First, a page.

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Abstract: 

This presentation enables audiologists to better serve their patients by promoting a transition from (a) thinking of the ear as an isolated sensory organ and hearing / hearing loss as an isolated sensory impairment to (b) understanding that what happens in the ear just does not happen only in the ear, but can be indicative of other disease processes underway in the body and that (c) untreated hearing impairment is associated with poorer treatment outcomes in health care, adverse brain health in the patient, deterioration in emotional health, and impairment in quality of life for the patient and family.

Learning Outcomes: 

As a result of this course, participants will be able to …

  1. Recall the criteria for a chronic disease and the most significant comorbid diseases in the population.
  2. Comprehend ‘odds ratio’ and apply odds ratio data in evaluating the significance of chronic diseases with respect to hearing loss.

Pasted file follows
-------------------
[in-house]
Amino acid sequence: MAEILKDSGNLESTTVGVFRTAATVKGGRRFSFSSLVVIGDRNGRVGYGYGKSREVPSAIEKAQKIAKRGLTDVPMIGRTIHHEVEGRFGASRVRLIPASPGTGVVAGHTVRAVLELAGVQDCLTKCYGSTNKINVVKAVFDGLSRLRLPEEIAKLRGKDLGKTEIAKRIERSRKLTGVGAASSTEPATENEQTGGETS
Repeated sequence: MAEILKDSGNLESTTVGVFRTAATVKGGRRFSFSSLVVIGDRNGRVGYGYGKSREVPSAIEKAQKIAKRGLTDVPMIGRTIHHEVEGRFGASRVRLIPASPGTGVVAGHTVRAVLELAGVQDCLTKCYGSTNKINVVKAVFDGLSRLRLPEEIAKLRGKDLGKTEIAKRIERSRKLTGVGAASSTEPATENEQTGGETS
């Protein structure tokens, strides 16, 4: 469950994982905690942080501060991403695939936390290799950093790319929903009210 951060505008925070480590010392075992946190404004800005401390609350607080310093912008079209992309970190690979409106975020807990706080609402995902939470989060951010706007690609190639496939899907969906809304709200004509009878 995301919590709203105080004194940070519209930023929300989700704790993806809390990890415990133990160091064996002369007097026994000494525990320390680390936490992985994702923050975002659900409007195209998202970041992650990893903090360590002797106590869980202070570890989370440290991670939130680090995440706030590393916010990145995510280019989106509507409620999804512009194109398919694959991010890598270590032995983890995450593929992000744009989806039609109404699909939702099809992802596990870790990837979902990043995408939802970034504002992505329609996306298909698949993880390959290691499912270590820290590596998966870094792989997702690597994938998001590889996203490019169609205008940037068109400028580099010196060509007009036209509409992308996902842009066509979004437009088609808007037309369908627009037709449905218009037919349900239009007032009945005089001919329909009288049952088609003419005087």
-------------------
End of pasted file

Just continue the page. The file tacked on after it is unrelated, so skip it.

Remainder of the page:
3. Analyze the patient’s health records (case history) for the presence of comorbid chronic diseases that are of importance in the treatment of the audiology patient.
  4. Recognize symptoms of cognitive impairment and utilize information on cognitive status in treatment plans for auditory rehabilitation.
  5. Recognize symptoms of depressive disorders in the audiology patient, screen for depressive disorders, and as appropriate, refer for depressive disorders.

Victor Bray

Comorbidities and Collaborative Care in the Audiology Patient

Dr. Bray is employed as an Assistant Professor at Salus University Osborne College of Audiology, teaching Au.D. courses in Hearing Technologies, Geriatrics, Ethics, Professional Issues, and Personal & Professional Development. His prior jobs include Dean of the Osborne College of Audiology, Vice President and Chief Audiology Officer for Sonic Innovations, Director of Clinical Research for ReSound Corporation, and Director of Audiology for the Austin (Texas) Ear Clinic.

Dr. Bray’s research interests include technologies for persons with hearing loss, comorbidities associated with hearing loss, and the audiology professional transformation process and his most recent publications have been on diabetes, on comorbidities, and on depression. Dr. Bray is active in professional service, including holding leadership positions in the National Academies of Practice and the Academy of Doctors of Audiology.

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